Friday, November 30, 2007

Exploding Pumpkins

So this is what I found when I entered my kitchen after hearing a bang in there. I'd been trying to bake a squash that I'd bought, and it had a really hard shell so I was baking it for quite a while. It wasn't getting any softer so I gave it another couple minutes after already an hour and a half, and then boom, it exploded, bursting open the oven door and sending seeds and crap all over the floor. Quite exciting.

Wednesday, November 28, 2007

Wild Boar and Deer Tuesday

So yesterday, we had the lovely pleasure of having the opportunity to skin a whole wild boar and two small deer. Part of our Game Seminar. Interesting to hang up a dead animal without its inside organs, but everything else there. Our chef showed us how to cut the skin off and then we all got to try it. I wont go into details, but it wasnt the prettiest or nicest thing that Ive done, but it was good to see and learn how to do it, in case it comes up again in my cooking career.

Today, Wednesday, we will skin wild rabbits. The Germans dont waste too much with these animals, composting the hide, using the bones for stock and the meat to be for goulasch and other dishes.

On a happier note, I get to go to Leipzig tomorrow to meat with the American Generalconsolate, and talk about our expieriences in Germany. Should be good to get away from all the meat.

Tuesday, November 27, 2007

Christmas Market, Snow and Dead Animals

Three new things happened in Erfurt yesterday the 126th of November. One: the Weihnachtsmarkt (Christmas market, with tons of stands selling everything from crafts, to spiced wine, to candy) opened. Two: I started a seminar on game (rabbits, pheasants, wild pigs etc) and got to watch a lovely video about how to cut up a recently shot animal. Three: it started to snow (had happened on and off most days) and actually stayed on the ground. The photo above shows two of the things, snow and the Weihnachtsmarkt, and if there was a dead animals carcass on the street, then I would be able to show all 3 things.

So the Weihnachtsmarkt, which is something typical of most German cities is awesome. Big festival, that goes on up until a few days before Christmas. Well known markets include, Erfurt, Nuremburg, Dresden and Berlin. This is the 157th annual market in Erfurt, and it has taken over the whole city. There are stands all over the city, giving the place a Christmas atmosphere. People come out of the woodwork for the market. The city expects almost 2 million people to attend this years market.

“Wednesday will not be pretty and it’s going to be bloody, but so is having a baby” said our head chef today describing how on Wednesday during the Game Seminar, we will get nice and bloody cutting up rabbits. Nice warning. He also said that if heard a cell phone go off, he would be happy to put it under water so it wouldn’t be so loud and disturbing. Quite a character.

Cobblestones get mighty slippery with snow. Something I figured out last night as the snow stuck. The snow is awesome, and it fit great with the start of our Christmas season. Lots of people out and about, drinking Gluhwein (spiced wine) and browsing the many shops. A great atmosphere, although a little on the cold side.

Thursday, November 22, 2007


This is what my Thanksgiving meal is going to look like. Me cutting the fillets off the fish body after scraping off the scales. Then I'll cut off the skin and make an awesome meal out of fish. No Turkey for me this Thanksgiving.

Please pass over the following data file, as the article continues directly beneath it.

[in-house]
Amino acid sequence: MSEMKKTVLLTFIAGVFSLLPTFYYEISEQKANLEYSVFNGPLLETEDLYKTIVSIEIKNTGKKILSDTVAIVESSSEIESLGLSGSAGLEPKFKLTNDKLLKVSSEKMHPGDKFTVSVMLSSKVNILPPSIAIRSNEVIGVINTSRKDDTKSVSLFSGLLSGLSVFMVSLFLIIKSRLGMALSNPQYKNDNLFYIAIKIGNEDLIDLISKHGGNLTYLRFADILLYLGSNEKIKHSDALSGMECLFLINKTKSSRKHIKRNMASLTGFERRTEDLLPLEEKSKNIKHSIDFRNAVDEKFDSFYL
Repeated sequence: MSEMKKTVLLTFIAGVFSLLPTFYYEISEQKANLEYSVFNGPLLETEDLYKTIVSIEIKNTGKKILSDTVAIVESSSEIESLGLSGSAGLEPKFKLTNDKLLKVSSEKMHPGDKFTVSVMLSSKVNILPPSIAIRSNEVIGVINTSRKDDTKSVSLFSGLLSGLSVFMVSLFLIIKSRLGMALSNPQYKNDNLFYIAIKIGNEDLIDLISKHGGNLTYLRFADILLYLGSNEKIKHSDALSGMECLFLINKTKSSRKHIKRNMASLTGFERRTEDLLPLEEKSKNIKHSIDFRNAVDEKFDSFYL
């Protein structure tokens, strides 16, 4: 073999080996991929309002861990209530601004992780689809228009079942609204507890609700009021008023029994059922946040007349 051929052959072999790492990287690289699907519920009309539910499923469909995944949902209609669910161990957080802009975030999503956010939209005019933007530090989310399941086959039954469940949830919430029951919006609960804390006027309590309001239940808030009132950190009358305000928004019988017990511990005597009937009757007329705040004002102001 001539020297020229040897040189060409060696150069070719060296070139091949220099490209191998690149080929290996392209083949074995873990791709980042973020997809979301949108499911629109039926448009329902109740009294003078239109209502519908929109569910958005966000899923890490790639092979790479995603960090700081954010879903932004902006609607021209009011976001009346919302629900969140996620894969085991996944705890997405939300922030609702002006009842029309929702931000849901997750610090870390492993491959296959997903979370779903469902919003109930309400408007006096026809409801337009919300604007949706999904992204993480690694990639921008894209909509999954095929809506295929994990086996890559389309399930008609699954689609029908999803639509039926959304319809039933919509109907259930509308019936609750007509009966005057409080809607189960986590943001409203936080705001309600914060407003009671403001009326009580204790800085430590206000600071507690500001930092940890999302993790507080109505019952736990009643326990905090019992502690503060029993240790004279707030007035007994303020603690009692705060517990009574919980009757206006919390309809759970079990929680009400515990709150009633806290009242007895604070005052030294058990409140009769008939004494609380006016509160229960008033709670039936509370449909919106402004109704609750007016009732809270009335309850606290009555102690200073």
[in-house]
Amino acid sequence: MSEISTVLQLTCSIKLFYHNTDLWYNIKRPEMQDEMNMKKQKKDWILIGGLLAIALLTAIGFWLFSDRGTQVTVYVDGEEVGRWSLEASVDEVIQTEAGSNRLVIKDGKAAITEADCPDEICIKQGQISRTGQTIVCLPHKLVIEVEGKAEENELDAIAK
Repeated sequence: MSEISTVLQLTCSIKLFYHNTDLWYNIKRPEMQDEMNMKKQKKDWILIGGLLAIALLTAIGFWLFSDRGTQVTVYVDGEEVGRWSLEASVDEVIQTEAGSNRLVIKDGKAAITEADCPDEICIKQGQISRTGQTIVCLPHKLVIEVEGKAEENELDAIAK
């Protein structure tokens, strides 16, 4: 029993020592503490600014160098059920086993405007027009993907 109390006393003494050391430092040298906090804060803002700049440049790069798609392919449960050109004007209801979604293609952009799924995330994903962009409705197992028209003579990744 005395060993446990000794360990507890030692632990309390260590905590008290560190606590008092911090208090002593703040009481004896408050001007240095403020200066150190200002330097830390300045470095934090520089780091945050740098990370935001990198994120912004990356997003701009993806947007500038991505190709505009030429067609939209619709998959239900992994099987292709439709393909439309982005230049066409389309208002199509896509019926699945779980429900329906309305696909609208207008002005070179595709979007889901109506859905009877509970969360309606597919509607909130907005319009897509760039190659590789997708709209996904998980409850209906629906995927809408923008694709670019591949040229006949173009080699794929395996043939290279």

Yesterday at the fish seminar we make a salmon puree and used that as the stuffing for our Scholle fish fillets. Rolled the fillets around the puree and then poached the fish, serving it on a bed of leek and tomatoes surrounded by pasta covered in a sauce made from cooking off the bones, heads and other parts of the fish that aren't useable. Quite a tasty meal and I look forward to eating something similar today on Thanksgiving.

To everyone in America, eat a turkey for a me.

Monday, November 19, 2007

From baking to fishing

Last week, the baking seminar was awesome. Making pies, strudels, cookies, cakes, eclairs and souffles, and then getting to eat them and take some home. Very tasty throughout the week.
This week is another fish seminar, not quite as enticing, but interesting nonetheless. Im looking forward to skinning more fish, cutting up fillets and then steaming, sauteeing, frying, poaching and baking fish. Cant wait.

Another soccer filled weekend with Germany winning 4-0 over Cyprus, attending the loss of our local team Rot Weiss Erfurt (Red and White Erfurt), and then playing soccer with several friends in a pickup game against some young teenagers who we whooped.

No snow flurries for the past few days, although still just as cold. The Christmas market opens next week so everyone is getting excited, with the streets decorated and Christmas trees popping up all over.

Wednesday, November 14, 2007

Snow and baking

So this morning I woke up to snow flurries out my window. It went on for an hour and then was sunny for several hours. And it is now snowing again while I type this. Not sticking to the ground yet, but should soon I think. Pretty awesome.

This week I'm having a baking seminar. Yesterday we worked on yeast dough, making an awesome Apple Strudel and a fancy, twisted loaf of bread (half of it shown above, after being mostly eaten). The loaf was simple, simply roll out 3 rolls of dough, and then braid them together, pinch the ends so it doesn't come apart, brush with egg wash so it shines and then bake for a half hour at 160 degrees celsius.
On a side note, it is my sister's Birthday today, so a big Happy Birthday und Viel Glück zum Geburtstag to her!

Tuesday, November 13, 2007

I'm famous

What sort of face do you make when they decide to name a street after you, and then mis-spell your last name?